There is evidence of the cultivation of wheat, barley, peas, mustard, cotton and rice. Horse bones have also been discovered at Surkotda, indicating the usage of the animal. The main diet consisted of wheat, barley and milk products and fruits, vegetables, fish and meat were also consumed. The discovery of various equipments made of bronze and copper indicate metal work as their major profession of the people living in the cities. Other occupations were spinning, pottery and weaving. Further, the discovery of several seals made of clay gives more information of the importance of the domestic animals in the Harappan society. The site of granaries near Indus River, where the civilisation flourished was an important feature.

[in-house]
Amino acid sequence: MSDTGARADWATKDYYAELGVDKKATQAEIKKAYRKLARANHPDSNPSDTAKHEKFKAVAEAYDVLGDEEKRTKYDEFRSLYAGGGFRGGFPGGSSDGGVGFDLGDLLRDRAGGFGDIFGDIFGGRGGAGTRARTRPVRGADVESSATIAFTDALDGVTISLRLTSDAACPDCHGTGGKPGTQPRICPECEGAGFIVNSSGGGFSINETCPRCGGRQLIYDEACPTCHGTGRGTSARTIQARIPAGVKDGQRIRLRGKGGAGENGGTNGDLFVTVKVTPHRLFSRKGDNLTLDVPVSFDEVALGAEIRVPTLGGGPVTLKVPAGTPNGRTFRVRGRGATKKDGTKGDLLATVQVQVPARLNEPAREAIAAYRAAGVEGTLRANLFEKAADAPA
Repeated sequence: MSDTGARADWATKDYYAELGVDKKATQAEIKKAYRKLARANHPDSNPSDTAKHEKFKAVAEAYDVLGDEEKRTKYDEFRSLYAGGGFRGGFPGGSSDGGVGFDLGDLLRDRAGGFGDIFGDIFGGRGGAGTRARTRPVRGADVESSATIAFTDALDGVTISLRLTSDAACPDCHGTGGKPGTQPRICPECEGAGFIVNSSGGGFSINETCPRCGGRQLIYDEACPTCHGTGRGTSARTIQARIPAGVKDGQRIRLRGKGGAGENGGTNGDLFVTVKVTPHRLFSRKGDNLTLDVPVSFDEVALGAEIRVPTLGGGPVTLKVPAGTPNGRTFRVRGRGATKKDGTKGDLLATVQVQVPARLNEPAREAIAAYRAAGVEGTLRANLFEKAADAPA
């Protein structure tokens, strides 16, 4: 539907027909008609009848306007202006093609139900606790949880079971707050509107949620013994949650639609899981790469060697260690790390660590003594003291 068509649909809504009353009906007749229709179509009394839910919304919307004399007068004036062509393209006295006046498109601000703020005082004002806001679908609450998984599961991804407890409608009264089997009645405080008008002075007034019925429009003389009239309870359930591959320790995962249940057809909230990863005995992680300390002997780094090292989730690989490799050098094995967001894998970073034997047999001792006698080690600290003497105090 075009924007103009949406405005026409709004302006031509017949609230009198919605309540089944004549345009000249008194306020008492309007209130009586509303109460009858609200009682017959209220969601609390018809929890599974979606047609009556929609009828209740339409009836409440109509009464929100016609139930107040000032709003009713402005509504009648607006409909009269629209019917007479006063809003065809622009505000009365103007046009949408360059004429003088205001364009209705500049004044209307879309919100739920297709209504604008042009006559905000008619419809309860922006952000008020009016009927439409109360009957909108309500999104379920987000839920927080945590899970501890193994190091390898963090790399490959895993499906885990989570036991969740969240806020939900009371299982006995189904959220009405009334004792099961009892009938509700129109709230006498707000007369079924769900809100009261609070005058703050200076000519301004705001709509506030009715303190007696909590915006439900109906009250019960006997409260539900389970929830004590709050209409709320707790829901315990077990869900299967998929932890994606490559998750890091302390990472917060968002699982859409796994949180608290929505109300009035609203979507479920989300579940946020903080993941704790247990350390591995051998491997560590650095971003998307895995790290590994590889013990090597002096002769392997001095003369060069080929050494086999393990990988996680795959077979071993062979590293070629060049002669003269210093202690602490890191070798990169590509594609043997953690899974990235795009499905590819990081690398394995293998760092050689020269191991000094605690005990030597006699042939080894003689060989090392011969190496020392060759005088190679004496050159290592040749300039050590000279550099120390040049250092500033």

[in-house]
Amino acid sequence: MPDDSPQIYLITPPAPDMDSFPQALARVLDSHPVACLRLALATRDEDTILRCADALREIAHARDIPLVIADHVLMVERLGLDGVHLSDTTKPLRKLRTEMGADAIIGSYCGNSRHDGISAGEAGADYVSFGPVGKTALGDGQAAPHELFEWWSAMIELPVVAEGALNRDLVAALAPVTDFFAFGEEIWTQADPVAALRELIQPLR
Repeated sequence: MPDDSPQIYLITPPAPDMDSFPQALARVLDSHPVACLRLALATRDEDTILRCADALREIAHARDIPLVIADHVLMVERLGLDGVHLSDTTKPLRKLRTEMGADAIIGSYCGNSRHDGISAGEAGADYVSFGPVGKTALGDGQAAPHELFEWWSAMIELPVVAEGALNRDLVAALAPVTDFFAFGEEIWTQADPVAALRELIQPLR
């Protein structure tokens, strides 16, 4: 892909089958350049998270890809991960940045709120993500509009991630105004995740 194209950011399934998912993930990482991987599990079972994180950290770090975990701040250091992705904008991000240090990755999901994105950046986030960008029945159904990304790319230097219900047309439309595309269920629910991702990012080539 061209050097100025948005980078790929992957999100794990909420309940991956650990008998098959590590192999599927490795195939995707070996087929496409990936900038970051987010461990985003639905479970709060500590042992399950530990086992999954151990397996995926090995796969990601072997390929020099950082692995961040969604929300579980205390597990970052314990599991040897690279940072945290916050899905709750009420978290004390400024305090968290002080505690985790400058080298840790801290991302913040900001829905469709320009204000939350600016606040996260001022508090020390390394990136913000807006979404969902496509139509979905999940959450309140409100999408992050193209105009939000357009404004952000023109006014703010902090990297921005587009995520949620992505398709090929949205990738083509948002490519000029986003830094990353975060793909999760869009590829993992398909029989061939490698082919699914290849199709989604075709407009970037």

The Harappan cities were connected with rural agricultural communities and distant resource and mining areas through strong trade systems. They used animals, river boats and bullock carts for transport. This trade is reflected in the widespread distribution of exquisite beads and ornaments, metal tools and pottery that were produced by specialized artisans in the towns and cities. The major commodities in internal trade consisted of cotton, lumber, grain, livestock and other food stuffs. The Indus valley people had also close commercial relation with Central Asia, the Arabian Gulf region and the distant Mesopotamian cities, such as Susa and Ur Excavations at Lothal reveals the existence of a dock supporting the activities of trade in that period. Trade also existed with Northern Afghanistan from where the Harappans bought the famous blue gemstones.